Why People Love John Lennon

Michael Gerber
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Undelivered Lennon Letter to fan, 1970.

“Happy New Year…”

Friend Jon just forwarded me this news article detailing a letter that John Lennon wrote a young songwriter in early 1970. The letter never reached the songwriter–it was intercepted and sold. Which I think is quite a neat metaphor for both Lennon’s fundamental decency, and how the circumstances of his life conspired to make it difficult for him to express that.

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  1. Avatar Anonymous wrote:

    But isn’t this true of all four of them? Paul, George, and Ringo all have their share of kind things they did for fellow musicians, or for fans. All four of them were “fundamentally decent” people. Why inflate John as if this was some characteristic particular to him?

    All four of them were also deeply flawed people, John included.

  2. Avatar Michael wrote:

    True enough, Anon–and people dearly love all four Beatles. But fair or not, I think people love Lennon a bit differently than they do the other three–in a peculiarly intense way–perhaps because of the PR, certainly because of the circumstances of his death. I posted it because I thought it was an example of Lennon’s great gift–his ability to reach across the gulf that separates star from audience, celeb from non-celeb, and interact in a very human, equal way. All his greatest work does (or seems to do) that–Help!, Strawberry Fields, Imagine, even Watching the Wheels.

    To a certain degree all four Beatles did/do that, and it gives them a special magic. In Lennon’s case, this emotional accessibility to his fans was so much a part of his image that it probably contributed to his death.

    I feel like I’m not doing a very good job explaining this, Anon. Anyway–point well taken.

  3. Avatar Anonymous wrote:

    Interesting. See I would say that Paul has made just as intense of an effort to reach across that divide between star and audience. Paul has spent his career trying to get fans to treat him normally, to stop screaming and have a conversation. There are countless reports of him being kind to people who approached him on the street. He has never seemed to disdain the fans.

    In contrast, both John and George often expressed contempt for fans (witness John’s comments about fans bleeding them dry). And George could be downright rude to them.

    I’m a big fan of John’s (and the rest of the Beatles) but I think there’s no need to inflate the Lennon myth (any more than it already is).

  4. Avatar Michael wrote:

    Wisely put, Anon. Paul gets screwed in this regard, and I’ve never thought it was right. Thanks for bringing it up.

  5. Avatar Cara wrote:

    I’m with you 100% on this, Mike. People *do* love Lennon differently than the others… it’s partly because of his willingness to be vulnerable and somewhat “real” on the one hand and provocative on the other. He never apologized for who he was (just half-heartedly for what he said), and even with some effort, he could never fully conceal. He was both hero and sympathetic rebel. Not only a truly unique and very compelling personality, but an actual *celebrity* who, in George’s words, “wouldn’t take shit from anyone.” All this, while at the same time being genuinely and profoundly intelligent, funny, charming, and endlessly endearing. When had there been a pop star like him before… or since?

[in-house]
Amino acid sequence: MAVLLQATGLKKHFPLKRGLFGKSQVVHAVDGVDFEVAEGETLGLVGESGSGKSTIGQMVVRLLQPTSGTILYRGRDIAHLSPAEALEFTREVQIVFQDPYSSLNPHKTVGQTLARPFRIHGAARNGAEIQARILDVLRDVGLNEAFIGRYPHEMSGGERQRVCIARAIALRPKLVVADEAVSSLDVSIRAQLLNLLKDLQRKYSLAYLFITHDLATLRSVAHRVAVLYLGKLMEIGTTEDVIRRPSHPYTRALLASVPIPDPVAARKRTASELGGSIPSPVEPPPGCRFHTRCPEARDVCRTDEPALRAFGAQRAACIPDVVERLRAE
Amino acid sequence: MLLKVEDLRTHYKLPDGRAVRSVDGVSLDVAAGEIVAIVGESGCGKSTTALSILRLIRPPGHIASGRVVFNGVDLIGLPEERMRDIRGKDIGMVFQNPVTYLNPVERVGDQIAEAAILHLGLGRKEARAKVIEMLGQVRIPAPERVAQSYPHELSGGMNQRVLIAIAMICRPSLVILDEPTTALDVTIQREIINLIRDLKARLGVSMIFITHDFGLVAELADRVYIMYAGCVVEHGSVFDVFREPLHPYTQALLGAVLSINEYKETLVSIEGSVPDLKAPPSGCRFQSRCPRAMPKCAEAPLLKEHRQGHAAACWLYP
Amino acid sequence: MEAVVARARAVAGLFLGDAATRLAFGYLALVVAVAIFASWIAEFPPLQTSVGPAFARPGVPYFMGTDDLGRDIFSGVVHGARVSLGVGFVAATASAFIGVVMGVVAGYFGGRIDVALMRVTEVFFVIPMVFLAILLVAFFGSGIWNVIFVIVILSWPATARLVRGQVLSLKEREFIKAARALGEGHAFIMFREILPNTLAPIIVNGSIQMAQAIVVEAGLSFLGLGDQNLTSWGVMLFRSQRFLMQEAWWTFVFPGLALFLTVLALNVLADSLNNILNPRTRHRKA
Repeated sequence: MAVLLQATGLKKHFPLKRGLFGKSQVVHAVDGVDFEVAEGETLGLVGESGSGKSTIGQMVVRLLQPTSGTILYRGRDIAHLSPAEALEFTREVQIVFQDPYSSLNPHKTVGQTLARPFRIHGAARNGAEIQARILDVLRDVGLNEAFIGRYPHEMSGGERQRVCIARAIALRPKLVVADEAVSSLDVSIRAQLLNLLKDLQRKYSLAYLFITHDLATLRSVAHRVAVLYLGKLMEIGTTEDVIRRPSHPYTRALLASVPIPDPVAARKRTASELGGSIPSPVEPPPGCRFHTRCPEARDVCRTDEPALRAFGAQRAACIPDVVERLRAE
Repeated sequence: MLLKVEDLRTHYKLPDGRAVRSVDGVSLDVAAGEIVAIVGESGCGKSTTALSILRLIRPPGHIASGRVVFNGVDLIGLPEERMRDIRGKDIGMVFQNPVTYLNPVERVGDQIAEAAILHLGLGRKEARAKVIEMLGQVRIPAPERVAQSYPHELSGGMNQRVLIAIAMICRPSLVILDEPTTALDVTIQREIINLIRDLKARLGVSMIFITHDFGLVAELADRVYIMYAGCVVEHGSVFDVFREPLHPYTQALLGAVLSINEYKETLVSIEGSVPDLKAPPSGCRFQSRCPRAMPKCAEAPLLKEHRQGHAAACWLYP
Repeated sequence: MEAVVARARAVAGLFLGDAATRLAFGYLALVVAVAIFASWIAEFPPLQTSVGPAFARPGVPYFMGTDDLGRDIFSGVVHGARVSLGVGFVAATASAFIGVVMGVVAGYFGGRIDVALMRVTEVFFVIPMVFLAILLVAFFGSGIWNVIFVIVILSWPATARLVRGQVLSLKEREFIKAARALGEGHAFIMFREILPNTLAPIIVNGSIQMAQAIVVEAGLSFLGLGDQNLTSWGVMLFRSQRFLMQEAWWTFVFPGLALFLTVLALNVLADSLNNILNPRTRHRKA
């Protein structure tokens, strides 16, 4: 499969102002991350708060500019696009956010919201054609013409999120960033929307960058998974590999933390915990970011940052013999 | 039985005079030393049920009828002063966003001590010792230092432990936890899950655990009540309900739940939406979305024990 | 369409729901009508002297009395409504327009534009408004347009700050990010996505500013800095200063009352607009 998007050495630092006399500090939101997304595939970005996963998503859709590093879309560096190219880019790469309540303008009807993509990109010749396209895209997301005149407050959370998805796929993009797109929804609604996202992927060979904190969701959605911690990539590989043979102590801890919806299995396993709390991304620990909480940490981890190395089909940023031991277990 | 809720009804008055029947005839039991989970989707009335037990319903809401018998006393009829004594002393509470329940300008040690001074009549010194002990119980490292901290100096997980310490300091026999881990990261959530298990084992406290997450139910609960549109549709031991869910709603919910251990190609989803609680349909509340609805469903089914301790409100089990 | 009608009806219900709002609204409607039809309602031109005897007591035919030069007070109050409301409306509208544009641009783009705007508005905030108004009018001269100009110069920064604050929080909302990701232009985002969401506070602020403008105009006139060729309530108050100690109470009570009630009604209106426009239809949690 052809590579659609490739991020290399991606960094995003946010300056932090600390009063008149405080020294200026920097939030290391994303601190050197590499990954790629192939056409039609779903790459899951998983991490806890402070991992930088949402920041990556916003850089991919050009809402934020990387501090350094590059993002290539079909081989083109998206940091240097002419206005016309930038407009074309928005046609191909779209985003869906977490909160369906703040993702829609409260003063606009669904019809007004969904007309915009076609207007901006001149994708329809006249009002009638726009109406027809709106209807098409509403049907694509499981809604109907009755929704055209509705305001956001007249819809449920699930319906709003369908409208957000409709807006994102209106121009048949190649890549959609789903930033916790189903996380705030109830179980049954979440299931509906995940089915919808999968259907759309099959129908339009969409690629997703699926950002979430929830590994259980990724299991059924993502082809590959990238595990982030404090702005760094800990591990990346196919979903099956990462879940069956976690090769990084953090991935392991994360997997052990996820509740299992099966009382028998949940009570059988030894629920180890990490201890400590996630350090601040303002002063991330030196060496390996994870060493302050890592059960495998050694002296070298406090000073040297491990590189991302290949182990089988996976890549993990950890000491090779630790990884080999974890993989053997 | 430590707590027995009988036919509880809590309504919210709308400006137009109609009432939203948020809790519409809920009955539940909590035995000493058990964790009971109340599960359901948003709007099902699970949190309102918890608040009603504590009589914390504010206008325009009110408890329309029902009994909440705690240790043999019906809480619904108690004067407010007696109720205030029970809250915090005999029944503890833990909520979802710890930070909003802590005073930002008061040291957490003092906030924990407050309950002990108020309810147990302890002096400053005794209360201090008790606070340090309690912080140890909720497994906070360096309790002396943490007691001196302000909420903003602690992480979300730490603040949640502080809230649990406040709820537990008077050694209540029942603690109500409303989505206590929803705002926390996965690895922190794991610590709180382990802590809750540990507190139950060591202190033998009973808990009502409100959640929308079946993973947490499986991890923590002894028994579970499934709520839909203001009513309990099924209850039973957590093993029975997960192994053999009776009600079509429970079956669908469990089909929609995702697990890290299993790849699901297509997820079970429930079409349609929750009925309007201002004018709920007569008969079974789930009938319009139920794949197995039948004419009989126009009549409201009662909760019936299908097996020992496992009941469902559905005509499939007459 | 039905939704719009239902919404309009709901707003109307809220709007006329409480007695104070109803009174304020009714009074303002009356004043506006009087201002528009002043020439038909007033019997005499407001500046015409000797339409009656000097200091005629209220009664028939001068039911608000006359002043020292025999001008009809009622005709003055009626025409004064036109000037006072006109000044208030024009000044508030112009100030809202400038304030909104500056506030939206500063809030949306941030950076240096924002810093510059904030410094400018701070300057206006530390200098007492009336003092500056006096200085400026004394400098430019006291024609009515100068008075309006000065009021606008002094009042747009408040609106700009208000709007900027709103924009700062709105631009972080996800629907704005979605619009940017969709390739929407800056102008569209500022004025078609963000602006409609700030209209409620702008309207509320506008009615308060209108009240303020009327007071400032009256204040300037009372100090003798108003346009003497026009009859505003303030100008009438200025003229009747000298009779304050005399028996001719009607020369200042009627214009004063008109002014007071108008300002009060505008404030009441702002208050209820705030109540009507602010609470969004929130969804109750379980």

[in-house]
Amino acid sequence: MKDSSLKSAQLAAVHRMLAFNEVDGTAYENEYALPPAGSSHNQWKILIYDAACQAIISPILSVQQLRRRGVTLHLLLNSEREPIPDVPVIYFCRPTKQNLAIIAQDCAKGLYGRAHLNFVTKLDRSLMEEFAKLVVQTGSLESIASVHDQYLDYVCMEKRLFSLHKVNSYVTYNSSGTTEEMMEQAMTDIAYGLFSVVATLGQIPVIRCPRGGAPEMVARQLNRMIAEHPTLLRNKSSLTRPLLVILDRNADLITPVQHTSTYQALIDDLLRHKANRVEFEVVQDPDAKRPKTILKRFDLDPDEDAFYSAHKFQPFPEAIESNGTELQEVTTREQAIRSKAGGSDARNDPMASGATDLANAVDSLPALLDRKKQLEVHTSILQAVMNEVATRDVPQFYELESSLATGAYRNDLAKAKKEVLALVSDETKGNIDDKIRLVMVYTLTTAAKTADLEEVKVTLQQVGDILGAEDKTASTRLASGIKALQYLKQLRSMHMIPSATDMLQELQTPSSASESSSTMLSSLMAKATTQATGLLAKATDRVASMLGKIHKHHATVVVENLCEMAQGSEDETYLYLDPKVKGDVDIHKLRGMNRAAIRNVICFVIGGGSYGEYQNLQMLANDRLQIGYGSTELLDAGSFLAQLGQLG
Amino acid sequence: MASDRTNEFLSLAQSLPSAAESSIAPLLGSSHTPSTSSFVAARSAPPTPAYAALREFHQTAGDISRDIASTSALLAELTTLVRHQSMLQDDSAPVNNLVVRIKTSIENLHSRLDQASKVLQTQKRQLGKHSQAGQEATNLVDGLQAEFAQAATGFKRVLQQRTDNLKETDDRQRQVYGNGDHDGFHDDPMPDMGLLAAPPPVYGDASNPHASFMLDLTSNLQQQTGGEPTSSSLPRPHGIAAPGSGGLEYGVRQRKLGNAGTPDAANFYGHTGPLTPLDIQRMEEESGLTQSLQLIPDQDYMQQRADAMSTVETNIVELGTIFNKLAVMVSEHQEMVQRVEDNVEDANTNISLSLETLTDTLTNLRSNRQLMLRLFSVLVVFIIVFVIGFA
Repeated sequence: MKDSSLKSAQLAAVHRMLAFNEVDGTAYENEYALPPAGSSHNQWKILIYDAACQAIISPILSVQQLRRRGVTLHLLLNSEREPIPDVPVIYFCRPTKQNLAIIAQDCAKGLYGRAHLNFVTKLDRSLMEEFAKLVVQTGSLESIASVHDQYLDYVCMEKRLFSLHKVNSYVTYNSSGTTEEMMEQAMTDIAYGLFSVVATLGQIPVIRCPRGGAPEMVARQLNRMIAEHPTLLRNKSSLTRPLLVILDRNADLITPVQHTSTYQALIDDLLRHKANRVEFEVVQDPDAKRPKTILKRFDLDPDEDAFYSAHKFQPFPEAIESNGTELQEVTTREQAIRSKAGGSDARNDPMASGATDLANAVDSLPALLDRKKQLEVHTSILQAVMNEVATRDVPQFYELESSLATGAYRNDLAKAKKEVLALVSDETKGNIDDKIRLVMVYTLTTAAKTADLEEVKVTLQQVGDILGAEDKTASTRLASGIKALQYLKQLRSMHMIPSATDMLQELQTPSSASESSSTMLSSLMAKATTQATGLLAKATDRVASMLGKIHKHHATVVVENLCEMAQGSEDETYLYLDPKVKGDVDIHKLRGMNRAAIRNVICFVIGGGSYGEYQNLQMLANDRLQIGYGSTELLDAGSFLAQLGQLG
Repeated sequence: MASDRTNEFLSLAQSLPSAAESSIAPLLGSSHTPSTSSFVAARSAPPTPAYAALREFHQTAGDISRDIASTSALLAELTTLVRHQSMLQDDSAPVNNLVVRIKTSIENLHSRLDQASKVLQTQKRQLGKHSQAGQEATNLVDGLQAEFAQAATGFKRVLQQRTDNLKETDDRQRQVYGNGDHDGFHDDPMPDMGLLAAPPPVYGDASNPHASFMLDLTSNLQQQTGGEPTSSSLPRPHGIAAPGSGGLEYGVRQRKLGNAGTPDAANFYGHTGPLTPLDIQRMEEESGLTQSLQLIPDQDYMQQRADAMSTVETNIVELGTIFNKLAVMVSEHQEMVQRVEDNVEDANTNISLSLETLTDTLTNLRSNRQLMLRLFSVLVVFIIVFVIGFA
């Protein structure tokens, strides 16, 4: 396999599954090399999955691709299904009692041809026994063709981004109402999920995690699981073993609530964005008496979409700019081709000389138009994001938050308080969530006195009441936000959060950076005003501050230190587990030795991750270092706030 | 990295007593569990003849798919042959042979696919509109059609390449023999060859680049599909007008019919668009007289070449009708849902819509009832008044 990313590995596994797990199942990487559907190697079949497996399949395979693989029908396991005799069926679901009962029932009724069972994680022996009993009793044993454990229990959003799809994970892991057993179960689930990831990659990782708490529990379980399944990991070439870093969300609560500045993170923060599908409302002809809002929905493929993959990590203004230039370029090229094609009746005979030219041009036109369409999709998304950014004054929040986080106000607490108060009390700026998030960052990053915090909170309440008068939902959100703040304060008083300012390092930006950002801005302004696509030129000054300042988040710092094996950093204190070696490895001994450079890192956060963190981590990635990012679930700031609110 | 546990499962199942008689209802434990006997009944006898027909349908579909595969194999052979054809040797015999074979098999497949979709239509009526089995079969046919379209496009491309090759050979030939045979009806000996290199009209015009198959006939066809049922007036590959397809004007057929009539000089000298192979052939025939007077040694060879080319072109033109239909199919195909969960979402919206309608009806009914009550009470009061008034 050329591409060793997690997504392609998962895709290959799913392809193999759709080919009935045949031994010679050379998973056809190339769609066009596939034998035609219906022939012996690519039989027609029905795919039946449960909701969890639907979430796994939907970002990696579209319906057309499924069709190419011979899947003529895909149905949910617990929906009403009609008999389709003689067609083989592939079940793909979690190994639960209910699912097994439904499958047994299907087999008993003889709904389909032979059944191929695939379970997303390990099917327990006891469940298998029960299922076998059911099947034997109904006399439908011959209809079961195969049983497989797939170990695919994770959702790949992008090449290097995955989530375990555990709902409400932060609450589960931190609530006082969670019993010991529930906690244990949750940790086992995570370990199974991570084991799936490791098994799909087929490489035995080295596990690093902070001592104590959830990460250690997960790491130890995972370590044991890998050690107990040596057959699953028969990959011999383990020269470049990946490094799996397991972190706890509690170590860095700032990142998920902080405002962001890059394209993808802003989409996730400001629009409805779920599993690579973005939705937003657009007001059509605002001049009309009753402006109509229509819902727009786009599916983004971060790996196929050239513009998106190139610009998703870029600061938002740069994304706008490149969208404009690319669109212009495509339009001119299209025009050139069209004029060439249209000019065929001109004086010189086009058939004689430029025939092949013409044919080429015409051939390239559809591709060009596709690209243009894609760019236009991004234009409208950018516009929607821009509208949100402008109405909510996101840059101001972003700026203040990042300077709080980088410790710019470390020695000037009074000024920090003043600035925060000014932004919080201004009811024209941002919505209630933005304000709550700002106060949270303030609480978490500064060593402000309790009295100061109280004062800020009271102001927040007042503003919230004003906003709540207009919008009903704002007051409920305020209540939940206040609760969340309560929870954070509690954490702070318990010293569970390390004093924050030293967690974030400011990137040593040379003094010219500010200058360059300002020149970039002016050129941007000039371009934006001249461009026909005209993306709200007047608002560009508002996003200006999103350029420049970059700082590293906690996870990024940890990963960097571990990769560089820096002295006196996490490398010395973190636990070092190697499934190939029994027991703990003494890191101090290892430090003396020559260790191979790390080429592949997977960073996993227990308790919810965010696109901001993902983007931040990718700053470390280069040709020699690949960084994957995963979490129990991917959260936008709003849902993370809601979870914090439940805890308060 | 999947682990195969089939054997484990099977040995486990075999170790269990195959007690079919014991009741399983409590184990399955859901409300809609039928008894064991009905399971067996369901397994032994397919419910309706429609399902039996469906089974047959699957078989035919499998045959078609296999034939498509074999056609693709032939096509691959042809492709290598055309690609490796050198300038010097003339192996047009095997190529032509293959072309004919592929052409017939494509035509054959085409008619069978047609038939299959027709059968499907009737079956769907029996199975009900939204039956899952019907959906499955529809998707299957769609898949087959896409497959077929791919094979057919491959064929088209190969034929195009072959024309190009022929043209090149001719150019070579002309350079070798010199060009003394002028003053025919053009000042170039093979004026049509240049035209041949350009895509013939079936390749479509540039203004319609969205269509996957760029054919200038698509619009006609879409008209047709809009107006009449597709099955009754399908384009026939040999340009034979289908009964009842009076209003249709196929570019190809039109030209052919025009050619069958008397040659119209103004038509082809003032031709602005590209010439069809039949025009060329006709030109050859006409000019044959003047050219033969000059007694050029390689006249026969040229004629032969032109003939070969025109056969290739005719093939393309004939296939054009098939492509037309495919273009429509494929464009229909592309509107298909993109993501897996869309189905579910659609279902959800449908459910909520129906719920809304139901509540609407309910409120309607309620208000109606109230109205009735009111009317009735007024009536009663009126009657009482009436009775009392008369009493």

There seems to be an interesting backlash against the so-called Lennon Legend… an attempt to take him down a peg or two from the pedestal some sectors of the public have put him on because of his somewhat ironic metamorphosis into a peacenik. “But McCartney is the really talented musician… and Paul was much nicer than John ever was.” Probably all true… but so what? (Btw, most fan accounts claim that John was almost invariably very warm and gracious… as your post clearly illustrates.) Some people forget just how powerfully attractive (and I don’t mean physically) the Lennon persona actually was. Or, in some cases, they just never fully “got it.”

    John was simply the most interesting… fascinating, actually. There’s nothing any of the other three could do to compete with him on that level.

  6. Avatar Cara wrote:

    Oops! I meant to say “he could never fully conceal his true self.”

  7. […] but she seems to lack noblesse oblige. As I’ve written many times before, it was John’s moments of humanity that made everyone love him so, and it cost him nothing. The world desperately wants to love Yoko […]

  8. Avatar Michelle wrote:

    Strange world we live in when calling someone fundamentally decent is promiting a myth.

    • @Michelle, I can’t see which post this is responding to, so I can’t speak directly, but this sentence of yours joggled out a useful thought:
      It is apparently very difficult for human beings to be both powerful and good. Not only the means by which one requires power, but the decisions one has to make once one has power, seem to encourage morally questionable actions.
      To me, this is so consistent that it’s almost impersonal; I just assume everyone has feet of clay. I remove the burden of perfection from both sides of the equation, fan and famous person. Everything Goldman says about John Lennon, even if all of it is true (which I doubt) does not lessen his accomplishments, what he brought into the world, or what he’s meant to people. Ditto Paul McCartney — Or anybody else really. I think the need to have our heroes be perfect is much more troublesome than the fact that they are not.

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